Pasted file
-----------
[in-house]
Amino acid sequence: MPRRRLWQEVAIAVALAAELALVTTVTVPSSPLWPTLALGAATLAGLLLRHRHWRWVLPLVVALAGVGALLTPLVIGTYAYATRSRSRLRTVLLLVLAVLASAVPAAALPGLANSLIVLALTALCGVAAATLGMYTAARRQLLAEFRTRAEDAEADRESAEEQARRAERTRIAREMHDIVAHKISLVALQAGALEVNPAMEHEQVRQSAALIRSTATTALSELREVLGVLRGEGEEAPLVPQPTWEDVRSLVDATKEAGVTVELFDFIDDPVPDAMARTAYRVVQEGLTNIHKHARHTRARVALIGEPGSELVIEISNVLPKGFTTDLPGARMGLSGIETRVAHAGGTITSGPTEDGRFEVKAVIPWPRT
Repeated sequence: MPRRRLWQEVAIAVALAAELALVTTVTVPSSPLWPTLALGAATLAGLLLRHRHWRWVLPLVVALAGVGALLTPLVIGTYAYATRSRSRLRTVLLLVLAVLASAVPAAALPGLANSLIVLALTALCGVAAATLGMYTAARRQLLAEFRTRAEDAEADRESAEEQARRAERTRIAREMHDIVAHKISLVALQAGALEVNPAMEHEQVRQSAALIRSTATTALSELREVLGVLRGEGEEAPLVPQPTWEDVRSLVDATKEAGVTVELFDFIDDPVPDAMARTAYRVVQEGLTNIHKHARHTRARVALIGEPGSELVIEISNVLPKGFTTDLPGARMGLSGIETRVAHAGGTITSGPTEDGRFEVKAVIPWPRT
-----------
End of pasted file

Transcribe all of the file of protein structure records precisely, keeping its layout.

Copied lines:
[in-house]
Amino acid sequence: MPRRRLWQEVAIAVALAAELALVTTVTVPSSPLWPTLALGAATLAGLLLRHRHWRWVLPLVVALAGVGALLTPLVIGTYAYATRSRSRLRTVLLLVLAVLASAVPAAALPGLANSLIVLALTALCGVAAATLGMYTAARRQLLAEFRTRAEDAEADRESAEEQARRAERTRIAREMHDIVAHKISLVALQAGALEVNPAMEHEQVRQSAALIRSTATTALSELREVLGVLRGEGEEAPLVPQPTWEDVRSLVDATKEAGVTVELFDFIDDPVPDAMARTAYRVVQEGLTNIHKHARHTRARVALIGEPGSELVIEISNVLPKGFTTDLPGARMGLSGIETRVAHAGGTITSGPTEDGRFEVKAVIPWPRT
Repeated sequence: MPRRRLWQEVAIAVALAAELALVTTVTVPSSPLWPTLALGAATLAGLLLRHRHWRWVLPLVVALAGVGALLTPLVIGTYAYATRSRSRLRTVLLLVLAVLASAVPAAALPGLANSLIVLALTALCGVAAATLGMYTAARRQLLAEFRTRAEDAEADRESAEEQARRAERTRIAREMHDIVAHKISLVALQAGALEVNPAMEHEQVRQSAALIRSTATTALSELREVLGVLRGEGEEAPLVPQPTWEDVRSLVDATKEAGVTVELFDFIDDPVPDAMARTAYRVVQEGLTNIHKHARHTRARVALIGEPGSELVIEISNVLPKGFTTDLPGARMGLSGIETRVAHAGGTITSGPTEDGRFEVKAVIPWPRT